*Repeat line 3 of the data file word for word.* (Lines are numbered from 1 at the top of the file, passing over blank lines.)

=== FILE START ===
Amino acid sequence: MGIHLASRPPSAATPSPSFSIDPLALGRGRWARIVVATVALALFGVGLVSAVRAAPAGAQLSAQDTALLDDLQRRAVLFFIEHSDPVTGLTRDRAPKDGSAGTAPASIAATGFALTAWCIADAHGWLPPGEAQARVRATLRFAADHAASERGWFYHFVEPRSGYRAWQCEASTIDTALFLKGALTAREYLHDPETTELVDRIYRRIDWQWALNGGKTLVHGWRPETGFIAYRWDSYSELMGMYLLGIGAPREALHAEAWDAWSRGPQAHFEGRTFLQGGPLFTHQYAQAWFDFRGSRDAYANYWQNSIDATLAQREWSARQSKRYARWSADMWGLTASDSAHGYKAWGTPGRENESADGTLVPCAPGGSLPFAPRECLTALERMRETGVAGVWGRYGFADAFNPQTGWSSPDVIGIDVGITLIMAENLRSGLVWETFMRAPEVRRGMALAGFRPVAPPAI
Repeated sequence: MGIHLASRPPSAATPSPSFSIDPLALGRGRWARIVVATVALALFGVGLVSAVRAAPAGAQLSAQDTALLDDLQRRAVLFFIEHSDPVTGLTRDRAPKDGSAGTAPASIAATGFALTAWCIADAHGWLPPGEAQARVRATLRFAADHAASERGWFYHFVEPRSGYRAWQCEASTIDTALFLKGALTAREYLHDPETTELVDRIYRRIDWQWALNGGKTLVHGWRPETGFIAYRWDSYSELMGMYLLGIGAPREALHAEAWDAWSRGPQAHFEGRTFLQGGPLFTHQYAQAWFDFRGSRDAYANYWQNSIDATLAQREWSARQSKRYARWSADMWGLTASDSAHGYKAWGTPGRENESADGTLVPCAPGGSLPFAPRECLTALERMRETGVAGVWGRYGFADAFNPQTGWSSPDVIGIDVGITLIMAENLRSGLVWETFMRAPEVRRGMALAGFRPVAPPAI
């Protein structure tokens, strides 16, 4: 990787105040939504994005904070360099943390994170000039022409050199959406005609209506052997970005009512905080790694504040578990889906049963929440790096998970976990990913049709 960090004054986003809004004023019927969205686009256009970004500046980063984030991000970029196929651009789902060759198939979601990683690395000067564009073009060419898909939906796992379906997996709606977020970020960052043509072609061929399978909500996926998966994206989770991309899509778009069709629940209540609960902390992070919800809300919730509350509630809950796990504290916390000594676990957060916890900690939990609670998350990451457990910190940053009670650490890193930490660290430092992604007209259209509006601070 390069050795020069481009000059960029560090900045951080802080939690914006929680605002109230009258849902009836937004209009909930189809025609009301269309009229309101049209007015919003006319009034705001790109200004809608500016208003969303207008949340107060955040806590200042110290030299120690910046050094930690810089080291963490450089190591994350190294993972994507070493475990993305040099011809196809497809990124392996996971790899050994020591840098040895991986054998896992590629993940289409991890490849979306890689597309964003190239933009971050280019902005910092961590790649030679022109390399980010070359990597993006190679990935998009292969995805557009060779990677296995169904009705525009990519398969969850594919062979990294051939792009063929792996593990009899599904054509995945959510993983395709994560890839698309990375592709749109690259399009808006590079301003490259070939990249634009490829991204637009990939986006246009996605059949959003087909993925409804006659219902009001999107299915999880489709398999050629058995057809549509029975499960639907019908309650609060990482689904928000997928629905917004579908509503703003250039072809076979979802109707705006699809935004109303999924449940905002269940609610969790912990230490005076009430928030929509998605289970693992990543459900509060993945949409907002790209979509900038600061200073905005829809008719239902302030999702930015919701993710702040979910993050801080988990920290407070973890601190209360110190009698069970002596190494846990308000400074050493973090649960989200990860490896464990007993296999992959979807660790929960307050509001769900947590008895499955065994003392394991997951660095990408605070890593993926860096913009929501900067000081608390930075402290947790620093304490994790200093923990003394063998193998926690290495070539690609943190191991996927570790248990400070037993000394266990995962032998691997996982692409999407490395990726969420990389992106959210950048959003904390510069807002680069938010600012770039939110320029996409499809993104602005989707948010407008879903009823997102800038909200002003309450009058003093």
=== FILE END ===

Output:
């Protein structure tokens, strides 16, 4: 990787105040939504994005904070360099943390994170000039022409050199959406005609209506052997970005009512905080790694504040578990889906049963929440790096998970976990990913049709 960090004054986003809004004023019927969205686009256009970004500046980063984030991000970029196929651009789902060759198939979601990683690395000067564009073009060419898909939906796992379906997996709606977020970020960052043509072609061929399978909500996926998966994206989770991309899509778009069709629940209540609960902390992070919800809300919730509350509630809950796990504290916390000594676990957060916890900690939990609670998350990451457990910190940053009670650490890193930490660290430092992604007209259209509006601070 390069050795020069481009000059960029560090900045951080802080939690914006929680605002109230009258849902009836937004209009909930189809025609009301269309009229309101049209007015919003006319009034705001790109200004809608500016208003969303207008949340107060955040806590200042110290030299120690910046050094930690810089080291963490450089190591994350190294993972994507070493475990993305040099011809196809497809990124392996996971790899050994020591840098040895991986054998896992590629993940289409991890490849979306890689597309964003190239933009971050280019902005910092961590790649030679022109390399980010070359990597993006190679990935998009292969995805557009060779990677296995169904009705525009990519398969969850594919062979990294051939792009063929792996593990009899599904054509995945959510993983395709994560890839698309990375592709749109690259399009808006590079301003490259070939990249634009490829991204637009990939986006246009996605059949959003087909993925409804006659219902009001999107299915999880489709398999050629058995057809549509029975499960639907019908309650609060990482689904928000997928629905917004579908509503703003250039072809076979979802109707705006699809935004109303999924449940905002269940609610969790912990230490005076009430928030929509998605289970693992990543459900509060993945949409907002790209979509900038600061200073905005829809008719239902302030999702930015919701993710702040979910993050801080988990920290407070973890601190209360110190009698069970002596190494846990308000400074050493973090649960989200990860490896464990007993296999992959979807660790929960307050509001769900947590008895499955065994003392394991997951660095990408605070890593993926860096913009929501900067000081608390930075402290947790620093304490994790200093923990003394063998193998926690290495070539690609943190191991996927570790248990400070037993000394266990995962032998691997996982692409999407490395990726969420990389992106959210950048959003904390510069807002680069938010600012770039939110320029996409499809993104602005989707948010407008879903009823997102800038909200002003309450009058003093």